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Seven Guitars

August Wilson - Author

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ISBN 9781101173695 | 128 pages | 01 Aug 1997 | Plume | 18 - AND UP
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Summary of Seven Guitars Summary of Seven Guitars Reviews for Seven Guitars An Excerpt from Seven Guitars
It is the spring of 1948. In the still cool evenings of Pittsburgh's Hill district, familiar sounds fill the air. A rooster crows. Screen doors slam. The laughter of friends gathered for a backyard card game rises just above the wail of a mother who has lost her son. And there's the sound of the blues, played and sung by young men and women with little more than a guitar in their hands and a dream in their hearts.

August Wilson's Seven Guitars is the sixth chapter in his continuing theatrical saga that explores the hope, heartbreak, and heritage of the African-American experience in the twentieth century. The story follows a small group of friends who gather following the untimely death of Floyd "Schoolboy" Barton, a local blues guitarist on the edge of stardom. Together, they reminisce about his short life and discover the unspoken passions and undying spirit that live within each of them.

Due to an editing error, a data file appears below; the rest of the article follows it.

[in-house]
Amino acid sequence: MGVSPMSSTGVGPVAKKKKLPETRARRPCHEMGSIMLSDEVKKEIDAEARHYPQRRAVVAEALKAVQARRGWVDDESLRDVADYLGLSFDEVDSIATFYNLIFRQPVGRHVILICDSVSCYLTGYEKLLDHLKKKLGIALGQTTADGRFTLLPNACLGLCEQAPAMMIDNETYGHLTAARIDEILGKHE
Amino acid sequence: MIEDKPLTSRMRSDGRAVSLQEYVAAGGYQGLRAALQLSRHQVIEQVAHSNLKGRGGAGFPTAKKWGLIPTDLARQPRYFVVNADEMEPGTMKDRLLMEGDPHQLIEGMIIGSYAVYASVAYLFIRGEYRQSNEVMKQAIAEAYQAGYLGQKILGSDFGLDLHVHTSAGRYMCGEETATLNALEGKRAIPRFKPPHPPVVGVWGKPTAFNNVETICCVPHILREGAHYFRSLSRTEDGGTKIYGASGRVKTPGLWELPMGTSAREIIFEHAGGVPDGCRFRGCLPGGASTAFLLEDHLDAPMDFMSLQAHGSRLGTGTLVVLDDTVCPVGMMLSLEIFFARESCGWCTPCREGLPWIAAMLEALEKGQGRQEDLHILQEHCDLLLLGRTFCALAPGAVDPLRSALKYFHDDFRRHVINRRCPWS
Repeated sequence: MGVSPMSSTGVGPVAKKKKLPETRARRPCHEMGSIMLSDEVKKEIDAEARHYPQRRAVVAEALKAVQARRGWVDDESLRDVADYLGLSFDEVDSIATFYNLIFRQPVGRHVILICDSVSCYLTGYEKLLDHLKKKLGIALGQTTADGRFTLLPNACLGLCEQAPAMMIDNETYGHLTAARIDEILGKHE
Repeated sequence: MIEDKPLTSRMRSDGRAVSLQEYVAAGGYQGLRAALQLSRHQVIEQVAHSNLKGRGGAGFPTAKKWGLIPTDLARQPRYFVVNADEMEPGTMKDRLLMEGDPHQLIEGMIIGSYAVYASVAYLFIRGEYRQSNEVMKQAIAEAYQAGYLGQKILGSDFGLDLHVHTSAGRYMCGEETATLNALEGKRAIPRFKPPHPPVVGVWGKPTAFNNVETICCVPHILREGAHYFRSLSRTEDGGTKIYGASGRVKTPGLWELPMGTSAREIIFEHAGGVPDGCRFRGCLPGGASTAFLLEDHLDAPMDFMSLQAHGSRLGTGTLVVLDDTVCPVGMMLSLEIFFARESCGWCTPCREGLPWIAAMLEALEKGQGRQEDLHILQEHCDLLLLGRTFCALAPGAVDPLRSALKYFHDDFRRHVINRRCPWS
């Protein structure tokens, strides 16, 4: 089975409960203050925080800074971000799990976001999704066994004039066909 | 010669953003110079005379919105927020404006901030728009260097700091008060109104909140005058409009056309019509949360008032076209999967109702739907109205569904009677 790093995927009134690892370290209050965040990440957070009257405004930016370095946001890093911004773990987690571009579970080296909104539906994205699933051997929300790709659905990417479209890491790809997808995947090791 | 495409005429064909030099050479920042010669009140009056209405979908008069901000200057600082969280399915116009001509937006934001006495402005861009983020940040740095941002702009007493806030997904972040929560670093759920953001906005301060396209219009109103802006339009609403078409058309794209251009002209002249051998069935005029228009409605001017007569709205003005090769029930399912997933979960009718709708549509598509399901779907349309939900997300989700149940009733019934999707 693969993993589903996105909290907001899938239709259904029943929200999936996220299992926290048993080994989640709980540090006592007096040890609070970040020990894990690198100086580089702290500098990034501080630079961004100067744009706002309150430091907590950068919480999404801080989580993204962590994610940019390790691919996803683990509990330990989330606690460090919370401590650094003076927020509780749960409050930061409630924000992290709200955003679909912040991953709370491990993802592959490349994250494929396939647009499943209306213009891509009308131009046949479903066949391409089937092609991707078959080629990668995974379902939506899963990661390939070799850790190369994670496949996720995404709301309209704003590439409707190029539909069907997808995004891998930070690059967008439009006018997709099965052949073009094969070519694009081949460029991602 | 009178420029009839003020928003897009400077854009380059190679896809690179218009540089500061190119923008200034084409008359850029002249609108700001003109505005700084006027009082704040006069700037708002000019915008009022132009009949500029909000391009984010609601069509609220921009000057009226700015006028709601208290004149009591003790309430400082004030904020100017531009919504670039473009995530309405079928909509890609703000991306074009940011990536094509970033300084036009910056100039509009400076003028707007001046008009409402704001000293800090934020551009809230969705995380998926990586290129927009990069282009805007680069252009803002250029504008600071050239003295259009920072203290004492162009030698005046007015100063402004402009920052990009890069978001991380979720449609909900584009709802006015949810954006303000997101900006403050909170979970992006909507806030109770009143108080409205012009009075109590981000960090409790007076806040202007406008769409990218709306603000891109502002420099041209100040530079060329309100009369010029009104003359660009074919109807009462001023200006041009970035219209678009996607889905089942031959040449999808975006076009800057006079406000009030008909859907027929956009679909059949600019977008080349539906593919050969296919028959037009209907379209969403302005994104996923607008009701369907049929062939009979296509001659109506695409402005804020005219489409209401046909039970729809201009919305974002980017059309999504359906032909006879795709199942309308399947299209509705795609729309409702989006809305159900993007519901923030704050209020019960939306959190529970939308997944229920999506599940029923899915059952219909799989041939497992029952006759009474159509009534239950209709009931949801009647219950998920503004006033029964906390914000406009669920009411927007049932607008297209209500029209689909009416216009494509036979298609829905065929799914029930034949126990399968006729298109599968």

"The seven guitars of the title are the seven characters whose straightforward story lines Wilson turns into beautiful, complex music—a funky wailing, irresistible Chicago blues."
—John Lahr, The New Yorker

"Riveting. . . . Wilson's mastery of time and character has never been more apparent."
Boston Globe

"A play whose epic proportions and abundant spirit remind us of what the American theater once was. . . . As funny as it is moving and lyrical."
—Vincent Canby, New York Times

"August Wilson is a remarkable American playwright. Seven Guitars is a formidably impressive tragi-comedy. This writing is as like and unlike Arthur Miller, as Duke Ellinton is as like and unlike Igor Stravinsky."
—Clive Barnes, New York Post

"Full of quiet truth . . . mesmerizing . . . a major voice in our theater . . . unusually powerful."
—Howard Kissel, New York Daily News

"A gritty, lyrical polyphony of voices that evokes the character and destiny of men and women who can't help singing the blues even when they're just talking. Bristles with symbolism, with rituals of word and action that explode into anguished eloquence and finally into violence."
—Jack Kroll, Newsweek


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